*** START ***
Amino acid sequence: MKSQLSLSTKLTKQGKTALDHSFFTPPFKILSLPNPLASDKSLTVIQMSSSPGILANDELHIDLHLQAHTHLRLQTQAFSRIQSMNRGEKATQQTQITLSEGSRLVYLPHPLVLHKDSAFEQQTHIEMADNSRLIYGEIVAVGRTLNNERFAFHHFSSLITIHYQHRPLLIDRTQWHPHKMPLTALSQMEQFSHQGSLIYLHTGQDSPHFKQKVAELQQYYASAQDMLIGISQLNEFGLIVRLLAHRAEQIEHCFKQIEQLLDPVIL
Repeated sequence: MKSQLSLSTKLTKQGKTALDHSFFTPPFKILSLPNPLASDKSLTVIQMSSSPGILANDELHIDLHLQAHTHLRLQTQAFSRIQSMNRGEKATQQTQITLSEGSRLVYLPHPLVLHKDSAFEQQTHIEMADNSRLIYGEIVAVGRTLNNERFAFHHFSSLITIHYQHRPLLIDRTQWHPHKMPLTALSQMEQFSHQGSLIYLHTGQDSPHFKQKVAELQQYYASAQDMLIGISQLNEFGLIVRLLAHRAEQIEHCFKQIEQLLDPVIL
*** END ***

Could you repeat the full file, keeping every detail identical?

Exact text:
Amino acid sequence: MKSQLSLSTKLTKQGKTALDHSFFTPPFKILSLPNPLASDKSLTVIQMSSSPGILANDELHIDLHLQAHTHLRLQTQAFSRIQSMNRGEKATQQTQITLSEGSRLVYLPHPLVLHKDSAFEQQTHIEMADNSRLIYGEIVAVGRTLNNERFAFHHFSSLITIHYQHRPLLIDRTQWHPHKMPLTALSQMEQFSHQGSLIYLHTGQDSPHFKQKVAELQQYYASAQDMLIGISQLNEFGLIVRLLAHRAEQIEHCFKQIEQLLDPVIL
Repeated sequence: MKSQLSLSTKLTKQGKTALDHSFFTPPFKILSLPNPLASDKSLTVIQMSSSPGILANDELHIDLHLQAHTHLRLQTQAFSRIQSMNRGEKATQQTQITLSEGSRLVYLPHPLVLHKDSAFEQQTHIEMADNSRLIYGEIVAVGRTLNNERFAFHHFSSLITIHYQHRPLLIDRTQWHPHKMPLTALSQMEQFSHQGSLIYLHTGQDSPHFKQKVAELQQYYASAQDMLIGISQLNEFGLIVRLLAHRAEQIEHCFKQIEQLLDPVIL